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In sunny Arizona, shade is a precious element of the landscape. Pedestrians follow circuitous routes under trees, awnings and shade structures – rewarded by a more comfortable journey.
Recently-published work by four ASU researchers helps pinpoint how people respond to shade in the desert. They asked, “What’s key to feeling comfortable in the desert, and how does shade contribute?”
The findings give insights on how we can develop more desert spaces to be comfortable in hot, sunny conditions.
“Thermal comfort is a very subjective term,” explained Ariane Middel, assistant research professor in the School of Geographical Sciences and Urban Planning. “How comfortable you feel is influenced by environmental factors that you can objectively measure, such as temperature and humidity, but also by personal factors, such as your clothing or how active you are, or how adapted you are to the outdoor conditions.”
To investigate what drives thermal comfort, Middel and her colleagues took advantage of the varied environments on ASU’s Tempe campus in the area near the Memorial Union. On typical days over four seasons – fall, winter, spring, and pre-monsoon summer, they measured weather conditions in five settings – under the large solar canopy in front of the building, and nearby in a sunny, grassy area, a sunny concrete-paved area, and two areas deeply shaded by trees, one grassy and one concrete-paved.
On the same days, they also conducted surveys – collecting over 1000 in all. The surveys asked respondents how comfortable the temperature felt, as well as their temperature preferences, how they felt in general, their familiarity with desert climates, and their activity level just before taking the survey.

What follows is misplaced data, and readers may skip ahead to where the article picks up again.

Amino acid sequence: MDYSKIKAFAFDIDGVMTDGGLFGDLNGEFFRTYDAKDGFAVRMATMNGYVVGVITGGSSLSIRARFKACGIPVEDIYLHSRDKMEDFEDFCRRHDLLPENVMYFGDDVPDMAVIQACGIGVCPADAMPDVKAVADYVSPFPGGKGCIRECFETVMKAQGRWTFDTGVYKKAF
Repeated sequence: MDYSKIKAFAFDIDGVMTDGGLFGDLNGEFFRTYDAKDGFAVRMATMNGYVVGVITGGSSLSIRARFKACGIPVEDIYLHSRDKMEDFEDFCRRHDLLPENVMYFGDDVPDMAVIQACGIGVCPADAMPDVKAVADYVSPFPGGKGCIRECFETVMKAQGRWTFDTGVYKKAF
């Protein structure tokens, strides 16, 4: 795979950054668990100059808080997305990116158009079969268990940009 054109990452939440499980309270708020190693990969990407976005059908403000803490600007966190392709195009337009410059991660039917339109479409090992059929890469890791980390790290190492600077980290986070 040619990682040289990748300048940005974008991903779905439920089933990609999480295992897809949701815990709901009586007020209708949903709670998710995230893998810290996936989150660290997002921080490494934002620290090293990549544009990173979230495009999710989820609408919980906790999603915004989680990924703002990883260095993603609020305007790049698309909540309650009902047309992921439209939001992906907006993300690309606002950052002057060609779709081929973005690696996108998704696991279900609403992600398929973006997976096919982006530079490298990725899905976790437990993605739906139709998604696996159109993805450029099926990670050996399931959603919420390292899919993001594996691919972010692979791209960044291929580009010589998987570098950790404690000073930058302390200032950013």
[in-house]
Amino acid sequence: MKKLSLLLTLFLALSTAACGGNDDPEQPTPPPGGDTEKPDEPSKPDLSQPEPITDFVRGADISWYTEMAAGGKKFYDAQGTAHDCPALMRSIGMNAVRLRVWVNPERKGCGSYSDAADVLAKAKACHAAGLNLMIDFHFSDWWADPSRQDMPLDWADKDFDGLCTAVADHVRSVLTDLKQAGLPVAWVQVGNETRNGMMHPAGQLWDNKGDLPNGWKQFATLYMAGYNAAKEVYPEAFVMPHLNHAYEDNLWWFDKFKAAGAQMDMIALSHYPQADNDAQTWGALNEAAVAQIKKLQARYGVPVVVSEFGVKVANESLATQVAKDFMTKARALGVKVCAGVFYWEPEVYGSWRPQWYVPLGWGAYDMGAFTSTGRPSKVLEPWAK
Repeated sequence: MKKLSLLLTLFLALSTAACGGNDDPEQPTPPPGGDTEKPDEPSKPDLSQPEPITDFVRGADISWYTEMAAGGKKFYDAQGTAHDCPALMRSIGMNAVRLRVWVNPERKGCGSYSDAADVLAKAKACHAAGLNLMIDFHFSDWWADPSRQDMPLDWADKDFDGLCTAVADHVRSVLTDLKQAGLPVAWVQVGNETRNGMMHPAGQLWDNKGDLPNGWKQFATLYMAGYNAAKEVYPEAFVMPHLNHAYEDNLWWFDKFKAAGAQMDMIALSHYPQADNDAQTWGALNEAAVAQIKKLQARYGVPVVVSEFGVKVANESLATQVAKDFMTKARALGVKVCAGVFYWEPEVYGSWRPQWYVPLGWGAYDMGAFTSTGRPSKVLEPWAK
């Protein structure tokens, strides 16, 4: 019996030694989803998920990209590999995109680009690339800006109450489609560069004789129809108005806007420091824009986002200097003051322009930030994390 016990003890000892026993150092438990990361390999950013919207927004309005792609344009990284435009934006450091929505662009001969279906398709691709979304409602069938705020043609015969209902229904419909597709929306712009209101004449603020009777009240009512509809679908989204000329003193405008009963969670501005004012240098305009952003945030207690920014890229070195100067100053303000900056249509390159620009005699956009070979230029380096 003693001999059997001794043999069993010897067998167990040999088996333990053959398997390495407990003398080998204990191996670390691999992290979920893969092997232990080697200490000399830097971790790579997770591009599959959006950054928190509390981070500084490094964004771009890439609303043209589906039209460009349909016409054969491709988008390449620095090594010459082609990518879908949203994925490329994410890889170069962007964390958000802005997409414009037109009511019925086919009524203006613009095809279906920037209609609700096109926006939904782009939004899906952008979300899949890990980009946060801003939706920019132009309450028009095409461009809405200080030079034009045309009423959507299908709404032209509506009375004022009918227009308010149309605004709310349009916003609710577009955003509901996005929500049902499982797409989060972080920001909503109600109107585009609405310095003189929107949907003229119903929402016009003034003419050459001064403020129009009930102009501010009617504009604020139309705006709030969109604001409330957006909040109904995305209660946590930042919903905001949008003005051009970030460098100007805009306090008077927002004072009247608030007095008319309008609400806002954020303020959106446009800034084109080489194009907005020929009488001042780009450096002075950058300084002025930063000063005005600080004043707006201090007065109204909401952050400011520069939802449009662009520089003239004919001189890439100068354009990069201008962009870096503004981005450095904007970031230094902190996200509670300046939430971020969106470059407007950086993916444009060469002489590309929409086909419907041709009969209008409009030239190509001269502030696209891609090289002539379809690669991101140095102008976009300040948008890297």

Putting together the meteorological and survey data brought some helpful insights.
First, the meteorological measurement that best aligns with people’s feeling of comfort is one called “globe temperature.” Globe temperature measures all the different types of radiation that strike a person from all directions – and globe temperature is the basis for a thermal comfort index called "PET."
“While air temperature only varies by a couple of degrees between shade and sun, PET can vary by 20 degrees between shade and sun in the summer,” Middelsaid. “While weather forecasts in more humid parts of the country focus on the heat index, in hot dry areas like Phoenix, globe temperature is a better predictor of comfort and heat stress.”
The surveys also revealed patterns and differences in how people perceive temperature in Phoenix. Respondents who had lived in Arizona for a longer time were more adapted and felt more comfortable in hot conditions than respondents who had just moved to the area.
On average, the survey respondents felt that temperatures from 66 to 100 F are acceptably comfortable. The temperature where an average of respondents reported feeling neither hot nor cold – called “neutral temperature” – is 83.5 F.
“This is indeed a nice outdoor temperature in Phoenix,” Middel said.
The study results supported the idea that, here in the dry climate of central Arizona, shade is the most important factor in determining what temperature feels comfortable. So how can we increase shade in urban Phoenix?
A key finding was that trees and artificial shade – the solar canopy – seemed to be equally efficient in improving perceived thermal comfort.
This means that artificial shade structures might be an excellent option for providing shade – especially in places where trees have a hard time surviving, such as parking lots or bus stops. Artificial shade structures like those built of solar panels have added benefits of producing electricity, and requiring no water.
“Trees have other benefits of course, such as for aesthetics, storm water retention or wildlife habitat. But in areas where these benefits are secondary, man-made shade structures have great potential to improve our public spaces and make desert life more comfortable,” Middel said.
The research described here was published in the International Journal of Biometeorology. Middel’s collaborators in this project were Nancy Selover and Bjoern Hagen, also with ASU’s School of Geographical Sciences and Urban Planning, and Nalini Chhetri, Assistant Director of the School for the Future of Innovation in Society. Nancy Selover is also Arizona’s state climatologist. All four researchers are senior sustainability scientists with the Julie Ann Wrigley Global Institute of Sustainability.